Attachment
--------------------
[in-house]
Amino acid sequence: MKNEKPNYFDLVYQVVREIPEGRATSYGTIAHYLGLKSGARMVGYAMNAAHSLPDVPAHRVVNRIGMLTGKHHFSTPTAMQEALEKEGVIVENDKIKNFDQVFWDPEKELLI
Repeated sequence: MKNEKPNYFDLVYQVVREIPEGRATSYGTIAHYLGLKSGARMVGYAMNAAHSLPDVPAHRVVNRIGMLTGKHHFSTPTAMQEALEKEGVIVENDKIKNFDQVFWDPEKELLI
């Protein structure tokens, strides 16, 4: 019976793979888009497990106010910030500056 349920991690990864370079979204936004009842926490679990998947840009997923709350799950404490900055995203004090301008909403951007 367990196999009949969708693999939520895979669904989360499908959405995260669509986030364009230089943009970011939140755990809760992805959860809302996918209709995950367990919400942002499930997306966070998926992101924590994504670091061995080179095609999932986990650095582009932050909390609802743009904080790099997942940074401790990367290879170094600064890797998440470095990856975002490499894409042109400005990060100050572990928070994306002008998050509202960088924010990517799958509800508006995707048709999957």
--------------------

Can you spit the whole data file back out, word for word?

[in-house]
Amino acid sequence: MKNEKPNYFDLVYQVVREIPEGRATSYGTIAHYLGLKSGARMVGYAMNAAHSLPDVPAHRVVNRIGMLTGKHHFSTPTAMQEALEKEGVIVENDKIKNFDQVFWDPEKELLI
Repeated sequence: MKNEKPNYFDLVYQVVREIPEGRATSYGTIAHYLGLKSGARMVGYAMNAAHSLPDVPAHRVVNRIGMLTGKHHFSTPTAMQEALEKEGVIVENDKIKNFDQVFWDPEKELLI
């Protein structure tokens, strides 16, 4: 019976793979888009497990106010910030500056 349920991690990864370079979204936004009842926490679990998947840009997923709350799950404490900055995203004090301008909403951007 367990196999009949969708693999939520895979669904989360499908959405995260669509986030364009230089943009970011939140755990809760992805959860809302996918209709995950367990919400942002499930997306966070998926992101924590994504670091061995080179095609999932986990650095582009932050909390609802743009904080790099997942940074401790990367290879170094600064890797998440470095990856975002490499894409042109400005990060100050572990928070994306002008998050509202960088924010990517799958509800508006995707048709999957």